Chocolate, Jacques Torres, Molinillos, Tyler Florence And Me

6 Jul

I recently found myself at the Jacques Torres chocolate store on Hudson Street, in New York City.

I didn’t even buy a thing (it’s true, Hubby – not ONE thing!) but I had so much fun just wandering through the store – looking at all of the luscious chocolate goodies, the chocolate-making stations, and the hot chocolate bar.

From their website, I took screen grabs of these images to tempt you, dear reader. Is your mouth watering yet?



I REALLY want one of those chilled chocolate drinks right this very minute!

What especially intrigued me on that day, was this Mexican display on one of the walls:

This display consisted of over a dozen molinillos.

I own one, but didn’t know what it was called until now.

According to our friends at Wikipedia:

Molinillo is a traditional Mexican turned wood whisk. Its use is principally for the preparation of hot beverages such as hot chocolate, atole and champurrado. The molinillo is held between the palms and rotated by rubbing the palms together, this rotation creates the froth in the drink.

Here’s a snapshot of mine:

You can see the rings that create the froth here:

If it weren’t about 90 degrees outside, I’d make up a big mug of Mexican hot chocolate right now.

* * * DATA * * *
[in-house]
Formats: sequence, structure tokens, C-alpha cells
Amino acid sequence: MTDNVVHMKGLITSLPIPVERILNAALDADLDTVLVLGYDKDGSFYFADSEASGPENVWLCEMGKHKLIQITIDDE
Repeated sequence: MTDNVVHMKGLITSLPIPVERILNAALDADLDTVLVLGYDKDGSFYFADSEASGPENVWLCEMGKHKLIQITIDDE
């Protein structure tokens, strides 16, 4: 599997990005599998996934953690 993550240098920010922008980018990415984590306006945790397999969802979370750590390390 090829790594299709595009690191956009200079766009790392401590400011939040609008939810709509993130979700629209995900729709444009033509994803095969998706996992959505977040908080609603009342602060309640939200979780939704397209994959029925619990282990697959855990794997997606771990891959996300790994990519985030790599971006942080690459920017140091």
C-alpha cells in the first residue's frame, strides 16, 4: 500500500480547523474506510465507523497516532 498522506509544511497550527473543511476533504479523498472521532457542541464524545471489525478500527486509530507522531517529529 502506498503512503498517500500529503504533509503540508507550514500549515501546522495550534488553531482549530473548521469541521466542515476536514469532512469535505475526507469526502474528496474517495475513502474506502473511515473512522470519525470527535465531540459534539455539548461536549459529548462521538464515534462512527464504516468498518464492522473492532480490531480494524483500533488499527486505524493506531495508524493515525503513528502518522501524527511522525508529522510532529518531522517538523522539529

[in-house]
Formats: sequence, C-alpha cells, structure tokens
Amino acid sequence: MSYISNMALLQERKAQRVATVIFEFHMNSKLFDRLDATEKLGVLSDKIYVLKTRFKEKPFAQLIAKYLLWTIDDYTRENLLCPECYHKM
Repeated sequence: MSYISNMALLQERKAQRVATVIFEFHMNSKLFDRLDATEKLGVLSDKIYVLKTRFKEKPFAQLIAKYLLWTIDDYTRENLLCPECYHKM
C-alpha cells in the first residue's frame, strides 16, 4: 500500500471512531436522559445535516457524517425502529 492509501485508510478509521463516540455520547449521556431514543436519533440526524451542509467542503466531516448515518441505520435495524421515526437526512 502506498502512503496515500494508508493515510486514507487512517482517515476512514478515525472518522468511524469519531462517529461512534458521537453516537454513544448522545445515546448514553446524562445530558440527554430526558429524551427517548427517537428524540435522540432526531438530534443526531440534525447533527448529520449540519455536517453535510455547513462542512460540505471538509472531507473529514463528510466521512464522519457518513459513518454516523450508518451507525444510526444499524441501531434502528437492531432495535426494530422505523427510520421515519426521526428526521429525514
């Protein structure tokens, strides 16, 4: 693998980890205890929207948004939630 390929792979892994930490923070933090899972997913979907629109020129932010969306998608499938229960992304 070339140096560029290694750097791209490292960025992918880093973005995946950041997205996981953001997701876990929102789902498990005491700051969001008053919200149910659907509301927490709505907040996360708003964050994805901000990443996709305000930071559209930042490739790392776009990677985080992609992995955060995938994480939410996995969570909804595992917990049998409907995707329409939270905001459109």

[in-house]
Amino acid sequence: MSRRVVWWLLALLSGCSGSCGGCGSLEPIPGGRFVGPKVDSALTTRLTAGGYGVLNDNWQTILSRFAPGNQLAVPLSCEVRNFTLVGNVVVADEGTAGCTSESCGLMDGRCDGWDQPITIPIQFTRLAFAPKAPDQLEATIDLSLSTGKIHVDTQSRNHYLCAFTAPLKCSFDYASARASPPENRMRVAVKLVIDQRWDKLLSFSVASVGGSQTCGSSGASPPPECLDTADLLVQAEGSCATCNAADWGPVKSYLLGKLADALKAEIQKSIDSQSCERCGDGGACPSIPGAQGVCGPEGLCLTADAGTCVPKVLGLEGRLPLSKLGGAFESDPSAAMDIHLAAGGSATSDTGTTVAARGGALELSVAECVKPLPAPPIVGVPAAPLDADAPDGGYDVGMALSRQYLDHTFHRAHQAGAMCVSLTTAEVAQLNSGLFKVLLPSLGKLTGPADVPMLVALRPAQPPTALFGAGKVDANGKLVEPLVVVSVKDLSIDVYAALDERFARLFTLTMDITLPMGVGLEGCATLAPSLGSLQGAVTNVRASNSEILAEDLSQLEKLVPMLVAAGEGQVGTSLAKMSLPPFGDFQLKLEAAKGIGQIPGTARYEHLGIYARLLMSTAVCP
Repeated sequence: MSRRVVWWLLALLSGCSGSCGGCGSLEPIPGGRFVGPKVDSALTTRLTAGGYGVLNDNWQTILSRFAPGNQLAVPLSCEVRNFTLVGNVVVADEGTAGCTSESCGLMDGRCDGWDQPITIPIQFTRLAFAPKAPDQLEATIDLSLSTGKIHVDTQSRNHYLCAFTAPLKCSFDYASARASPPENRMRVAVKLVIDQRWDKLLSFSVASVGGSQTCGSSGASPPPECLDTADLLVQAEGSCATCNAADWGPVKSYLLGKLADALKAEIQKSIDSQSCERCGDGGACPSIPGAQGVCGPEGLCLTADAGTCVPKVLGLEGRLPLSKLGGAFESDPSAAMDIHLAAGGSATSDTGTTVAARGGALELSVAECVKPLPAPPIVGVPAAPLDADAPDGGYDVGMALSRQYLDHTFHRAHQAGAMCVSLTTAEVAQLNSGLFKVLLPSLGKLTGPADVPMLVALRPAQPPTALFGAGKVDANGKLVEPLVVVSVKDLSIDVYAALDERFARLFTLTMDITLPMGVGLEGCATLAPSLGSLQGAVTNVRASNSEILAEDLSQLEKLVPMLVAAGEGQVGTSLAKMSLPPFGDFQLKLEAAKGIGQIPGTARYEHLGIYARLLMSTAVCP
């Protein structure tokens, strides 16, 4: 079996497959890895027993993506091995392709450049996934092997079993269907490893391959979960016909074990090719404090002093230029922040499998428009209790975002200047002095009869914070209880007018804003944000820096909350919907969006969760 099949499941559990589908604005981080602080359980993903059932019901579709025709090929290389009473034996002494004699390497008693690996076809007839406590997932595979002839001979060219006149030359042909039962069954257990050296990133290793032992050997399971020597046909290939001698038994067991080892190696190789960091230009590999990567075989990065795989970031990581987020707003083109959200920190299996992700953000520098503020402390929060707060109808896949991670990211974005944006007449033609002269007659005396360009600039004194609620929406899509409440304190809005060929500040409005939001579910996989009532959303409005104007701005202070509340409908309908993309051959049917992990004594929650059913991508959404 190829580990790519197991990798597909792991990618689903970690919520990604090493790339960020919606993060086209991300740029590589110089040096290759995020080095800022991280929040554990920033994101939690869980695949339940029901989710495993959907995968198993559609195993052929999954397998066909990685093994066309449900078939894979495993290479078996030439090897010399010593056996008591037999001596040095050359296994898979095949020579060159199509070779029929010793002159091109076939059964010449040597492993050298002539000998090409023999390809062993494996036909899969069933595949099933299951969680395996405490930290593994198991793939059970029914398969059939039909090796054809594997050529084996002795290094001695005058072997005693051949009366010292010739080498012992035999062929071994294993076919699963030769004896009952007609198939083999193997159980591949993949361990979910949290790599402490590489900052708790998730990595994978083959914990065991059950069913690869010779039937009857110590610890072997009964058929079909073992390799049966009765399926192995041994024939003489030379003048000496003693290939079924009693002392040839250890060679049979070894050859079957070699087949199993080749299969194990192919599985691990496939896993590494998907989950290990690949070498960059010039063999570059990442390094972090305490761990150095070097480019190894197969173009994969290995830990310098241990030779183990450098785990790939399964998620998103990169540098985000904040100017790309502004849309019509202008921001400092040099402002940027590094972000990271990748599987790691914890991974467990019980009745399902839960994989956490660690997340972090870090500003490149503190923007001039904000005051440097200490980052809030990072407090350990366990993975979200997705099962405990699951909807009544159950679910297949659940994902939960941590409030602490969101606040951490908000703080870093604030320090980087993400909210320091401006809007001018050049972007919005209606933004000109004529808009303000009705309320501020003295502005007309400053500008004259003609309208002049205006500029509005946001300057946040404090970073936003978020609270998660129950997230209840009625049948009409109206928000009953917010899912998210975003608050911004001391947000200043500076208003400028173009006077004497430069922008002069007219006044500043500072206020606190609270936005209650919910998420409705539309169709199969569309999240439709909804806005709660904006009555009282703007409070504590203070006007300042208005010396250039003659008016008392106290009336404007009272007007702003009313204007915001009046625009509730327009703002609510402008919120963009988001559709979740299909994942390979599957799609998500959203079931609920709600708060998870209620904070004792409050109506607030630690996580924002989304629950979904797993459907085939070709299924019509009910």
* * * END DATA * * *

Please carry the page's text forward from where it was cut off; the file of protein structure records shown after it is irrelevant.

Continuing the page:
But, instead, maybe – I’ll just head back down to the Jacques Torres little shop on Hudson for that chilled chocolate drink…

In case you want to try the hot chocolate – come a cooler season – here is a great recipe from my friend Tyler Florence:


Mexican Hot Chocolate

Recipe courtesy Tyler Florence

Serves: 6 servings


  • 3 ounces (tablet or cone)  Mexican Chocolate or bittersweet chocolate
  • 3 cups milk
  • 2 tablespoons sugar
  • Pinch salt
  • Miniature marshmallows, for serving
  • 6 cinnamon sticks (preferably Mexican canela), for serving


Using a sharp knife, break up the chocolate into smaller pieces. In a saucepan, combine the chopped chocolate, milk, sugar, and salt over medium-low flame. Heat and stir until the chocolate is completely melted and milk is very hot, but not boiling, about 10 minutes.

Remove from the heat and froth the chocolate milk with a mini whisk or molinillo. Divide the hot chocolate among big mugs, top each with a few marshmallows, and serve with the cinnamon sticks as stirrers.


Did I mention that this recipe is from my good friend, Tyler Florence? Here we are together after he whipped up a nice garden salad for us to enjoy together:

Sorry, not really… it was taken during a photo shoot that I worked on with him – HA – gottcha!

Grab your molinillo, enjoy the hot chocolate recipe, and be sure to visit a Jacques Torres store when you’re in the neighborhood. There are a number of them around town:




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